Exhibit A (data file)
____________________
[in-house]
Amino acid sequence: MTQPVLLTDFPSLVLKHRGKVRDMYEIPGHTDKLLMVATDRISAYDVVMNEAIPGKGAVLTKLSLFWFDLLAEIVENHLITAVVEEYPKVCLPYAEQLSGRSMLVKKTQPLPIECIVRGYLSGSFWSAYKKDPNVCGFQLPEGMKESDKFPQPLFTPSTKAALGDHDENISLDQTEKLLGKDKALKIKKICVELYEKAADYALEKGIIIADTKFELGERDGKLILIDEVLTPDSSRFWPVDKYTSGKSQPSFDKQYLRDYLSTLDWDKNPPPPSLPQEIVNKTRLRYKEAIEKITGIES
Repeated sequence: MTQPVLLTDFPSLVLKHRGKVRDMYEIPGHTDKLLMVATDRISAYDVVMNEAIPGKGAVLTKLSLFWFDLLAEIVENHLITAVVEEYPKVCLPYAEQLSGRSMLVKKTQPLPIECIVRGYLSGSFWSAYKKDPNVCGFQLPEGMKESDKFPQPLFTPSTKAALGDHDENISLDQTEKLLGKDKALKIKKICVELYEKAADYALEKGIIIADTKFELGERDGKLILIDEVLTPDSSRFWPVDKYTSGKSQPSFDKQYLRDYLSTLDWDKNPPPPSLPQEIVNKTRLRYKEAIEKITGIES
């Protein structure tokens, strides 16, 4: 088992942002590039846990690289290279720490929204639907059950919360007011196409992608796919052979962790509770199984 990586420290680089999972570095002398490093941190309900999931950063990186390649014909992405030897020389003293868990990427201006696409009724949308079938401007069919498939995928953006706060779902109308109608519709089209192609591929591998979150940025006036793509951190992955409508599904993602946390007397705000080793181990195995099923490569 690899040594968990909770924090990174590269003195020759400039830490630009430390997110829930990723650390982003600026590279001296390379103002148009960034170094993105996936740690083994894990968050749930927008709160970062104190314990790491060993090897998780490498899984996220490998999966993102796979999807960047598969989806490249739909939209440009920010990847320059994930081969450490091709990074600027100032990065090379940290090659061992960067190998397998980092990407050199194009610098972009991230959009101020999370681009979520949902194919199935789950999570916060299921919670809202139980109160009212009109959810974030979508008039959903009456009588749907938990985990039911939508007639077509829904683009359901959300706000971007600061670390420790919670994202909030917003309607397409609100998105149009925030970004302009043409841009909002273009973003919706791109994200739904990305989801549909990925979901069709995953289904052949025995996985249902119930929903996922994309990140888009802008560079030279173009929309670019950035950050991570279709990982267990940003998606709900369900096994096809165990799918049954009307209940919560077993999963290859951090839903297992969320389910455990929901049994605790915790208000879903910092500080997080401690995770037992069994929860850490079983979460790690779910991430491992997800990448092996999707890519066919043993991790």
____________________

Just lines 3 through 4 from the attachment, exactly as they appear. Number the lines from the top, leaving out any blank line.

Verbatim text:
Repeated sequence: MTQPVLLTDFPSLVLKHRGKVRDMYEIPGHTDKLLMVATDRISAYDVVMNEAIPGKGAVLTKLSLFWFDLLAEIVENHLITAVVEEYPKVCLPYAEQLSGRSMLVKKTQPLPIECIVRGYLSGSFWSAYKKDPNVCGFQLPEGMKESDKFPQPLFTPSTKAALGDHDENISLDQTEKLLGKDKALKIKKICVELYEKAADYALEKGIIIADTKFELGERDGKLILIDEVLTPDSSRFWPVDKYTSGKSQPSFDKQYLRDYLSTLDWDKNPPPPSLPQEIVNKTRLRYKEAIEKITGIES
């Protein structure tokens, strides 16, 4: 088992942002590039846990690289290279720490929204639907059950919360007011196409992608796919052979962790509770199984 990586420290680089999972570095002398490093941190309900999931950063990186390649014909992405030897020389003293868990990427201006696409009724949308079938401007069919498939995928953006706060779902109308109608519709089209192609591929591998979150940025006036793509951190992955409508599904993602946390007397705000080793181990195995099923490569 690899040594968990909770924090990174590269003195020759400039830490630009430390997110829930990723650390982003600026590279001296390379103002148009960034170094993105996936740690083994894990968050749930927008709160970062104190314990790491060993090897998780490498899984996220490998999966993102796979999807960047598969989806490249739909939209440009920010990847320059994930081969450490091709990074600027100032990065090379940290090659061992960067190998397998980092990407050199194009610098972009991230959009101020999370681009979520949902194919199935789950999570916060299921919670809202139980109160009212009109959810974030979508008039959903009456009588749907938990985990039911939508007639077509829904683009359901959300706000971007600061670390420790919670994202909030917003309607397409609100998105149009925030970004302009043409841009909002273009973003919706791109994200739904990305989801549909990925979901069709995953289904052949025995996985249902119930929903996922994309990140888009802008560079030279173009929309670019950035950050991570279709990982267990940003998606709900369900096994096809165990799918049954009307209940919560077993999963290859951090839903297992969320389910455990929901049994605790915790208000879903910092500080997080401690995770037992069994929860850490079983979460790690779910991430491992997800990448092996999707890519066919043993991790």